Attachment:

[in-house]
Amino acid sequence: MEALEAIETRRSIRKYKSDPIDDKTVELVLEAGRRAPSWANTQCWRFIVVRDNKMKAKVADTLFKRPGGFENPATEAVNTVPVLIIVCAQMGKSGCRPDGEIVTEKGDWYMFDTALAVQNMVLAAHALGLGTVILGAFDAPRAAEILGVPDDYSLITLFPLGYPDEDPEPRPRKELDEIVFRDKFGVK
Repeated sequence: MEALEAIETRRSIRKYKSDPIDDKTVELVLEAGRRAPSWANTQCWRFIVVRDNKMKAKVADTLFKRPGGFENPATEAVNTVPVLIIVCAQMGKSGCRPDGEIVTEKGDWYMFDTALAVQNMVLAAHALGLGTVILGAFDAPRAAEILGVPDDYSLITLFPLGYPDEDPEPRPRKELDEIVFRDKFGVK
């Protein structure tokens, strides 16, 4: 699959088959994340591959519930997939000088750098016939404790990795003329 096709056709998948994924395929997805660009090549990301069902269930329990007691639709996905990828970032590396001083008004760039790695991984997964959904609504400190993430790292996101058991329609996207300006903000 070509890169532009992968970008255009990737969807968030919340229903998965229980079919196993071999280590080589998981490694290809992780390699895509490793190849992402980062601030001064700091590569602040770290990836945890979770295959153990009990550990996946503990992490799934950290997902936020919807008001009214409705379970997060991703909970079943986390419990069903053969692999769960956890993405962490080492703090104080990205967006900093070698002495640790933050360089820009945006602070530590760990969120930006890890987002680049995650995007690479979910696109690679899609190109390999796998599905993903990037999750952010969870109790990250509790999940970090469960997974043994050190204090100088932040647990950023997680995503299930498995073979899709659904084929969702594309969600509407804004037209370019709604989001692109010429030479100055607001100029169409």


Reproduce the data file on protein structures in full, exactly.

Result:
[in-house]
Amino acid sequence: MEALEAIETRRSIRKYKSDPIDDKTVELVLEAGRRAPSWANTQCWRFIVVRDNKMKAKVADTLFKRPGGFENPATEAVNTVPVLIIVCAQMGKSGCRPDGEIVTEKGDWYMFDTALAVQNMVLAAHALGLGTVILGAFDAPRAAEILGVPDDYSLITLFPLGYPDEDPEPRPRKELDEIVFRDKFGVK
Repeated sequence: MEALEAIETRRSIRKYKSDPIDDKTVELVLEAGRRAPSWANTQCWRFIVVRDNKMKAKVADTLFKRPGGFENPATEAVNTVPVLIIVCAQMGKSGCRPDGEIVTEKGDWYMFDTALAVQNMVLAAHALGLGTVILGAFDAPRAAEILGVPDDYSLITLFPLGYPDEDPEPRPRKELDEIVFRDKFGVK
């Protein structure tokens, strides 16, 4: 699959088959994340591959519930997939000088750098016939404790990795003329 096709056709998948994924395929997805660009090549990301069902269930329990007691639709996905990828970032590396001083008004760039790695991984997964959904609504400190993430790292996101058991329609996207300006903000 070509890169532009992968970008255009990737969807968030919340229903998965229980079919196993071999280590080589998981490694290809992780390699895509490793190849992402980062601030001064700091590569602040770290990836945890979770295959153990009990550990996946503990992490799934950290997902936020919807008001009214409705379970997060991703909970079943986390419990069903053969692999769960956890993405962490080492703090104080990205967006900093070698002495640790933050360089820009945006602070530590760990969120930006890890987002680049995650995007690479979910696109690679899609190109390999796998599905993903990037999750952010969870109790990250509790999940970090469960997974043994050190204090100088932040647990950023997680995503299930498995073979899709659904084929969702594309969600509407804004037209370019709604989001692109010429030479100055607001100029169409």